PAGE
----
You don’t know what some of them mean. You don’t want to appear foolish, so you pretend to understand while simultaneously jotting down as many of them as you can on your notepad. As soon as the meeting is over, you rush to your computer and furiously search for definitions of the terms you heard.
Don’t worry, it’s happened to all of us at some point. The worlds of CRM (that’s Customer Relationship Management) and inbound marketing brimming with jargon and acronyms. To help you catch up we’ve created a quick guide that will make you better prepared for a TLA-rich environment.
What Does It All Mean?
Here are some common acronyms you’ll see and hear related to CRM, digital marketing, sales, and B2B:
ABM – Account Based Marketing
Account-Based Marketing (ABM) is an alternative B2B strategy that concentrates sales and marketing resources on a clearly defined set of target accounts within a market and utilizes personalized campaigns designed to resonate with each specific account.
Think scalpel instead of shotgun, that’s ABM in a nutshell.
MQL – Marketing Qualified Lead
Marketing Qualified Leads have shown potential interest in buying. They’ve taken an initial step to engage with your business beyond just a website visit or social media view. An MQL is primed to receive additional contact.
Marketing Qualified Leads (hopefully) turn into Sales Qualified Leads, which then turn into customers.
SAL – Sales Accepted Lead
Sales Accepted Leads are the bridge between MQLs and SQLs. An SAL is a lead that the sales team has agreed to pursue, but has not yet spoken with to determine if they are a qualified prospect.
If an SAL, once contacted, indicates buying interest, they will likely be converted into a Sales Qualified Lead.
SQL – Sales Qualified Lead
A Sales Qualified Lead is a prospective customer that has been researched and vetted by an organization’s marketing and sales teams. The lead has been deemed ready for the next stage in the sales process and (typically) an opportunity has been created in CRM.
Every organization has a slightly different process and set of criteria for moving an MQL to an SAL, and finally to an SQL.
SDR – Sales Development Representative
Previously known as “inside sales reps”, Sales Development Representatives focus solely on outbound prospecting. Sales development reps aren’t responsible for closing business. Rather, SDRs focus on moving leads through the pipeline.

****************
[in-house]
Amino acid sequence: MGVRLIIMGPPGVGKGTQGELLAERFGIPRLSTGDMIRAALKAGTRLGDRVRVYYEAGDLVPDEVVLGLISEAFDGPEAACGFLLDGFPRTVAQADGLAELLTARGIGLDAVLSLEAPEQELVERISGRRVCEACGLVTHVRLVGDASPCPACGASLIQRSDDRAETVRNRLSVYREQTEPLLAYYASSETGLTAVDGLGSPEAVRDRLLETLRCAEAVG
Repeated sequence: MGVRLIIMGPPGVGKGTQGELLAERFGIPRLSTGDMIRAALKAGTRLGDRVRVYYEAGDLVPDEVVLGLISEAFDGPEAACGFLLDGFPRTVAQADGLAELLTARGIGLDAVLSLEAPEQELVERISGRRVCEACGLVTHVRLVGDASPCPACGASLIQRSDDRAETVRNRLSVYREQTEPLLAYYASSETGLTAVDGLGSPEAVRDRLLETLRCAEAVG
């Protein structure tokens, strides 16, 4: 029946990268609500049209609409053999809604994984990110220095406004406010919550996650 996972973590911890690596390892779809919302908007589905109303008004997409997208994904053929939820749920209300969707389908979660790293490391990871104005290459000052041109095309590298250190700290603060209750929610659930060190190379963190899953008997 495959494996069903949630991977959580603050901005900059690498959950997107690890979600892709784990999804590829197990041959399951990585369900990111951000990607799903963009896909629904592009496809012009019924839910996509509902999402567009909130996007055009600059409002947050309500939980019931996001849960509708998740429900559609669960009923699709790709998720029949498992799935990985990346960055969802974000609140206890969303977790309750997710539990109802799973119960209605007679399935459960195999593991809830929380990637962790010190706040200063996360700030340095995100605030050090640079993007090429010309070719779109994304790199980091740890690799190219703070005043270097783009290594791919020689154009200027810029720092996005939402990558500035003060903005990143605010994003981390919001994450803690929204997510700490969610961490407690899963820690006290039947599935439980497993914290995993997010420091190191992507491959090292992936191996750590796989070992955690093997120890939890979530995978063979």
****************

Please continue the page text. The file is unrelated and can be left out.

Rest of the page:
BDR – Business Development Representative
Business Development Representatives have a lot in common with SDRs. In many companies, the two are one and the same role. However, other companies differentiate BDRs and SDRs by the type of leads & relationships they handle.
When siloed, SDRs will typically be responsible only for inbound leads, while BDRs will be responsible for outbound activity.
CRO – Chief Revenue Officer
The Chief Revenue Officer role is a relatively new TLA that was born in Silicon Valley. Common in tech companies, a CRO has ultimate responsibility for driving revenue growth by leveraging and aligning all revenue-generating departments. This includes marketing, sales and customer experience/success.
RSM – Regional Sales Manager
A Regional Sales Manager is responsible for the sale of a business’ products or services in a specified region or geographical area.
In many organizations, field salespeople report to an RSM.
KPI – Key Performance Indicators
Key Performance Indicators are measurable values that demonstrate how effectively a company is achieving key business objectives. Organizations use KPIs at multiple levels to evaluate their success at reaching targets.
Examples of KPIs include:
- Return on Investment
- Cost of Goods Sold
- Customer Lifetime Value
- Employee Turnover Rate
- Sales by Region
Unsurprisingly, many KPIs are also three-letter acronyms. If you’re in charge of monitoring and/or organizing your company’s KPI reports, you really need to know all the acronyms.
CTA – Call to Action
A Call to Action is any text, image, video, or other media designed to get an immediate response from the person reading or hearing it. CTAs are used extensively as part of digital marketing strategies to generate leads and sales.